MPS Helps ServiceWorks with Curriculum Design

Posted in Pro Bono Program / Project Management on May 10, 2017

ServiceWorks-Vertical-FinalServiceWorks is a program run by Points of Light to help disenfranchised youth – many of them raised in the foster care system – to develop the skills needed for college and a career. They were interested in incorporating a Project Management component to their curriculum that met the standards of the Project Management Institute Educational Foundation (PMIEF), so last December, Points of Light came to M Powered Strategies requesting a feasibility study.

MPS consultants Jeremy Faircloth and Tyler Sycamore spent two months, working closely with the Points of Light/ServiceWorks team, reviewing the current curriculum, and comparing it to the standards of PMIEF, which offers a digital badge for students aged 12 – 19 years who have demonstrated project management skills and knowledge. The result was a gap analysis, along with recommendations for specific adjustments ServiceWorks could make in their curriculum to meet the PMIEF standards. MPS also provided a step-by-step roadmap of the steps they would need to take to establish a partnership with PMIEF.

“Points of Light is an amazing organization to work with!” noted Jeremy. “As a Project management Professional (PMP) myself, this was a great opportunity to give back to the community and empower disenfranchised youth to make a difference in their community. I’m excited to see the impact of our work.”

MPS Fosters Project Management Professionals

Posted in Professional Development / Project Management on March 24, 2017

PMPMPS is proud to announce the recent certification of four new Project Management Professionals (PMPs): Brian Wenzler, Lee Levy, Ashley Rezai and Allison Primack. That makes twelve PMPs at MPS, and more to come. At MPS, we actively encourage our consultants to avail themselves of the tools of Project Management and to master the rigorous skills and knowledge areas required to attain PMP certification.

Kendall Lott, President of M Powered Strategies, has been a PMP for over a decade. He was President of the Washington DC Project Management Institute (PMIWDC) in 2015, where he was recognized for excellence in leadership for a large chapter.  He also teaches a series of Project Management classes for the MPS Professional Apprenticeship for Consulting Excellence (PACE) program, and hosts monthly audio podcasts, “PM Point of View”, which are available for download on iTunes. According to Kendall, “The PMBOK [Project Management Book of Knowledge] offers hardcore practical tools and systems for real life consultants. But it’s not set in stone; it’s updated on a yearly basis. And swirling around that is a cadre of thinkers and professionals, writing books and blogs, delving deeply into the key areas of Project Management – Risk, Stakeholder Management, Scope, etc. They keep coming up with fascinating and radical new approaches. That’s the stuff I enjoy hashing out in my podcasts.”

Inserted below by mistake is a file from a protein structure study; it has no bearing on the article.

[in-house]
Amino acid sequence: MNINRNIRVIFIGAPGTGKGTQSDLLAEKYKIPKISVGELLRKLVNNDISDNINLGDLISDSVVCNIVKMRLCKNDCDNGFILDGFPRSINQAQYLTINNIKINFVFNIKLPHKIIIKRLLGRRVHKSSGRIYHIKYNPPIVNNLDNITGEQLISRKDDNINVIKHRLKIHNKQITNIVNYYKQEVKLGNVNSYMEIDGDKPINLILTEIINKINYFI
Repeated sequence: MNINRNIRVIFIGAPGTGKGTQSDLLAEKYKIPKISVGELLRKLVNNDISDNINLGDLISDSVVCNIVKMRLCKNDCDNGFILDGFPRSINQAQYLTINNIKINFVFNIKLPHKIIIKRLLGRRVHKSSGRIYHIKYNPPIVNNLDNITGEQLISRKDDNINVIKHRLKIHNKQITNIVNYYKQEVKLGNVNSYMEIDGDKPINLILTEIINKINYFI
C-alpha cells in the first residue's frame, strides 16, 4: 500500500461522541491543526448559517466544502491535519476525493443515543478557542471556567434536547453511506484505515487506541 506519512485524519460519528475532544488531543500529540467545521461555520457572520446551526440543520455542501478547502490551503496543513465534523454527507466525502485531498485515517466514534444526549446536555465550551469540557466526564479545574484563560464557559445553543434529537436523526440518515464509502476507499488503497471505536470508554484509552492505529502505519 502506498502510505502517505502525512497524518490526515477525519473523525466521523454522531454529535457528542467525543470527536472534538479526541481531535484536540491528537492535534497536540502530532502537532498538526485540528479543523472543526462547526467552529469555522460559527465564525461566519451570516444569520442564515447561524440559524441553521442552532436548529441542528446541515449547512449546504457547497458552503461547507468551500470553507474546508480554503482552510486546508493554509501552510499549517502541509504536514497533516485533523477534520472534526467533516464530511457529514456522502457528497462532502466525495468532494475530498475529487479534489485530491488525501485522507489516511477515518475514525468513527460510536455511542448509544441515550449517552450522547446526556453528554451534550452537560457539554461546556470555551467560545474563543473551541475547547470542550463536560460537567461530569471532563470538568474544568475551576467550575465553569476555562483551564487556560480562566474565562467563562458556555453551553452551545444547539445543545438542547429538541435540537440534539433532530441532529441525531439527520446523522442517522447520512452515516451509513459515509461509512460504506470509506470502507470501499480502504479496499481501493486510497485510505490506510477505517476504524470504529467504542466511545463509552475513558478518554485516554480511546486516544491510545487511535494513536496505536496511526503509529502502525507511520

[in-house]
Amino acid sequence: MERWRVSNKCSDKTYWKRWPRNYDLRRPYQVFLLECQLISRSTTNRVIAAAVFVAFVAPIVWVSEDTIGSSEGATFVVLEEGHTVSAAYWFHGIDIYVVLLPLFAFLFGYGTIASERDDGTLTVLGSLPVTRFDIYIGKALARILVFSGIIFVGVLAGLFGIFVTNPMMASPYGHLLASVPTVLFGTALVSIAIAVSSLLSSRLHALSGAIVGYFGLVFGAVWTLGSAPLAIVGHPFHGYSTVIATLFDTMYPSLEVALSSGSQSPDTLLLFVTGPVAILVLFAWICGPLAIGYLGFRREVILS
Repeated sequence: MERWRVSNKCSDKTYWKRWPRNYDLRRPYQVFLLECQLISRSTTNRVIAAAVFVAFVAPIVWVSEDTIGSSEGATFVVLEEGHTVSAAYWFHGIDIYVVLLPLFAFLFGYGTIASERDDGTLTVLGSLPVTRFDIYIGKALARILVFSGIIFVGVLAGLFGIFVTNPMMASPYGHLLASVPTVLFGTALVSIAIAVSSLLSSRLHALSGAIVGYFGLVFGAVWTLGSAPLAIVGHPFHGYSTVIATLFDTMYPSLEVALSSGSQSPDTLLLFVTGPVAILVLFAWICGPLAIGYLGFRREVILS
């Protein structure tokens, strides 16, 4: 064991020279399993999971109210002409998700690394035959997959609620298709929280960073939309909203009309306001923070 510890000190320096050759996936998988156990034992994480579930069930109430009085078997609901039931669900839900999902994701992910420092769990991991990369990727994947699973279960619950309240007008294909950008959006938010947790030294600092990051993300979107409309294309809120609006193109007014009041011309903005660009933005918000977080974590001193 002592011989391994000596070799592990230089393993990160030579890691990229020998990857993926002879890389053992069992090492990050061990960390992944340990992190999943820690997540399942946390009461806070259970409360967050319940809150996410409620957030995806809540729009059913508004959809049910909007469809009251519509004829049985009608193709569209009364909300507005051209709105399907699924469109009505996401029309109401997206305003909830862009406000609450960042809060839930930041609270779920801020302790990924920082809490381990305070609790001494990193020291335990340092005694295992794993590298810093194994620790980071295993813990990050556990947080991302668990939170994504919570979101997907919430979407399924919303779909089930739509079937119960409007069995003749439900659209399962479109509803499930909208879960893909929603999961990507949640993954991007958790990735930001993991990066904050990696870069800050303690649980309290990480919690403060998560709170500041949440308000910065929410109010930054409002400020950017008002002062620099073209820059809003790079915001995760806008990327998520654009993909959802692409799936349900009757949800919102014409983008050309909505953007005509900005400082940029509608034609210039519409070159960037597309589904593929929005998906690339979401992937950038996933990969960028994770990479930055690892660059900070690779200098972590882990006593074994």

Lee, who has always had an interest in project management, learned about Project Management shortly after coming into the company as a PACE apprentice. “I asked about it during my coaching sessions and asked other colleagues about their experience with the PMP. That sparked my interest …” One thing she likes about Project Management is that, besides the tools, “it provides a common language across the consulting sphere with colleagues and clients.”

According to Brian, “Project Management principles help me break down broad, ambitious initiatives that clients talk about into discrete milestones and objectives. This is key in translating ideas into action and eventually results.”